Bud Ford, 83, now lives in Chatham, New Jersey. During his five years in the Marine Corps, he flew H-34 helicopters, the highlight of his career being his stint as a Project Mercury recovery pilot. In 1961, he joined New Jersey Bell Telephone Company, retiring thirty-two years later as the Vice President and CFO of Verizon-New Jersey. He has six children, 13 grandchildren, and two great-grandchildren. His wife, Jackie, suffered from a severe stroke in September 2016 and passed away a month later. The couple had been married for 60 years.
Pete Finley, 86, served in the Marine Corps for 43 years: two years as an infantry officer (he was the Executive Officer of Golf Company, 2nd Battalion, 2nd Marines when they landed in Lebanon in 1958) and 41 years as a reserve officer. A Marine Corps psychologist, he worked at Headquarters Marine Corps screening Marines for positions at the White House, Camp David, and US embassies. Upon his retirement as a colonel, he was honored with a parade at Marine Barracks, Washington, DC. He also taught psychology at local colleges in New Jersey and was Superintendent of the John S. Helmbold Regional Special Education Center. He married Ann “Nancy” Ryan in 1957 and has five children, five grandchildren, and one great-grandchild. Nancy passed away last year from advanced Parkinson’s disease, after 60 years of marriage.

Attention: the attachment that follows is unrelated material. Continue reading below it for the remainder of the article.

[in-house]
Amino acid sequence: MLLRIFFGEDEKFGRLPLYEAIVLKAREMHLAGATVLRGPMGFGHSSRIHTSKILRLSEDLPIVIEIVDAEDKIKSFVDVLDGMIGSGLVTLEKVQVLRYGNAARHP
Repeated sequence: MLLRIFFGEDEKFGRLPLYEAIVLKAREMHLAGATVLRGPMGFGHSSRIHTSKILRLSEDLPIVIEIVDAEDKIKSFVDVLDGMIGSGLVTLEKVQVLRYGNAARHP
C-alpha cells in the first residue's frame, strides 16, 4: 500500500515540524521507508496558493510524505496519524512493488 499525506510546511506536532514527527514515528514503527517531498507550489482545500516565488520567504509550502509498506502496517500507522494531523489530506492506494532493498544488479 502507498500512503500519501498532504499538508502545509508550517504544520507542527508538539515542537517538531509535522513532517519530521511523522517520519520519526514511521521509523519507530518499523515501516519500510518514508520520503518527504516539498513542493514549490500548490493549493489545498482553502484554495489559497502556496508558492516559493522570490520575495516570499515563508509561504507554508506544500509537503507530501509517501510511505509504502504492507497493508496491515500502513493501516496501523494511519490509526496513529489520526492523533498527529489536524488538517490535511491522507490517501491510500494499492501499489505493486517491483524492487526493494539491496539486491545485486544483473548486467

Si-yun Chang, 84, returned to Korea in 1956 and was assigned as an English interpreter for the US Marine Corps’ senior advisor to the ROK Marines, Colonel Edward H. Forney (the author’s grandfather). He went on to serve as a military diplomat in Vietnam and Tunisia and retired from the ROK Marines in 1974 as a lieutenant colonel. He then entered the Korean diplomatic corps and worked at the Korean embassy in Ivory Coast, Washington, DC, and the Korean mission to the United Nations in New York City before completing his career in 1984. He now lives in Seoul with his wife, Hae-sook Kim. They have four children and two grandchildren and have been married for 61 years.
The three men have remained friends since 1956 and frequently email and call one another. They have met four times over the years and have always lived by the Marine motto: Semper Fidelis – Always Faithful.